By GWEN SISSON
As the daughter of a home economist, Hellen Polk grew up “helping” in the kitchen and in the garden.
Her mother, Lillian Hicks, was a home economist for TVA in Tupelo. Polk said her mom was very organized with meal preparation and cooked large recipes on the weekends that could be used during the week or frozen for later.
“She was an exceptional cook and was well known for her cooking demonstrations as well as kitchen design and lighting,” Polk said. “Many of her meals incorporated casseroles and one-dish foods that she could serve with salads. Her meals were very healthy and tasty.”
Many of the casserole and soup recipes that Polk uses today are ones that were prepared by her mom.
“I tend to cook in quantity as well, so I like recipes that make a lot, and can be frozen,” Polk said. “Chicken Rotel and Kentucky Burgoo are two great dishes she prepared often. My father loved anything that my mother cooked, but he thought my oyster dressing was the best!”
One of her current culinary inspirations can be found in the garden.
“I am really trying to incorporate fresh herbs in my cooking, and I have enjoyed trying my hand at growing a variety of them,” Polk said. “The taste of fresh herbs enhances so many dishes, and they also help in cutting down on the use of salt.”
Polk said supper club, tailgate friends, church and club activities give her the opportunity to share different dishes.
But her family loves tried and true favorites. Polk’s husband, Carlton, loves her seafood gumbo. Growing up, her son Parker always requested her homemade chicken and noodles.
Family friend Robin Pigg said Polk is a “wonderful cook and extremely talented.”
Another good friend, Judy Smith said she always looks forward to visits at Hellen’s.
“She, without fail, can effortlessly pull something out from the refrigerator or the oven that really hits the spot,” Smith said. “The very first time I was in her home, she offered homemade pimiento cheese spread, which I believe may be the best I have ever had. She is marvelous at everything she does, but her talent in the kitchen is exceptional. Whatever the occasion, Hellen’s hospitality shines…for sooner or later, we end up sharing something delicious together!”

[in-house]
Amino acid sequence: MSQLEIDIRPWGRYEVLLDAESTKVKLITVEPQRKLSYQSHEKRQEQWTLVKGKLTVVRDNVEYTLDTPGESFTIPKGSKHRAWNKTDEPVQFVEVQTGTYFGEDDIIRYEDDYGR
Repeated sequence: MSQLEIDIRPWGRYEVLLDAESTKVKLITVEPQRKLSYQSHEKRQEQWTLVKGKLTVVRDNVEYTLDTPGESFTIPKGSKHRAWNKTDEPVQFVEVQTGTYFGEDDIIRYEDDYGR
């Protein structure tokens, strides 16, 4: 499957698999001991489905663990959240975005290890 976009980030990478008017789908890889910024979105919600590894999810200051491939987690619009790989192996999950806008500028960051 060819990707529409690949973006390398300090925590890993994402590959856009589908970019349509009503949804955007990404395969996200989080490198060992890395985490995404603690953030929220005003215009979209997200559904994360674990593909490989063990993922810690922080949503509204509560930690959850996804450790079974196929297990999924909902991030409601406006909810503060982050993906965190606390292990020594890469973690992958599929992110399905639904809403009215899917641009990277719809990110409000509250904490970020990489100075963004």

Smith said Polk is happy to share her recipes, which she appreciates since she is always looking for special Southern dishes to share with family.
While everyone loves to sit at Polk’s table for a meal, they truly want at stay for dessert. It is her grandmother who may have had the greatest culinary influence on Polk, to everyone’s delight.
“(She) was the baker in our family,” Polk said. “My earliest memories of her kitchen included delicious cakes and pies made from ‘scratch,’ and my favorite, homemade chocolate candy — much to Mama’s shagrin!”
Polk still has two of her grandmother’s handwritten books of recipes where she noted special dates, menus and guests.
“Many of my dessert recipes were hers,” Polk said. “I love to take cookies and cakes to events so that they don’t tempt me at home. The caramel and coconut layer cakes are really great and fairly easy to prepare. Gingersnaps, lemon squares, and cranberry-white chocolate chip cookies go over very well.”
Polk is one of the ladies of Oktoc who will prepare a variety of baked treats at the annual Oktoc Country Store, set for 10 a.m. Oct. 22 at the Oktoc Community Center. She said the day before the Oktoc Country Store, her kitchen looks like an explosion of flour, powdered sugar, and dirty dishes. But since she has retired from Starkville Academy, she is trying to pace herself a little better.
One of Polk’s most popular baked treats at the Oktoc Country Store is her pumpkin bread, baked in old Folder’s coffee cans.
“I hesitate to admit this, but her pumpkin bread that she bakes each fall for the Oktoc Country Store may actually be better than mine, even though I am pretty sure we use the exact same recipe – her baking the loaves in coffee cans makes the bread evenly moist, and it slices beautifully,” Smith said.
Polk said she typically prepares about a dozen loaves of pumpkin bread, and then as many cakes and pies as time allows.
“I don’t do exactly the same things every year,” Polk said. “The baked goods are great sellers, so I usually fix some of the items that sold well or things that were requested that we did not have the previous year.”
Polk serves as this year’s president of the Oktoc Garden Club that hosts the Oktoc Country Store each year. As part of the annual fundraiser, the Garden Club has put together cookbooks to showcase some of food, history and heritage of the Oktoc Community.
Polk said Margaret Kennard taught several of the Oktoc ‘newcomers’ to make her caramel icing and other great Oktoc cooks share their expertise and favorite recipes through the five cookbooks that have been published over the years by the Oktoc Garden Club and sold each year at the Oktoc Country Store.
“This is such a great event to share all the good foods and experience of living in Oktoc,” Polk said.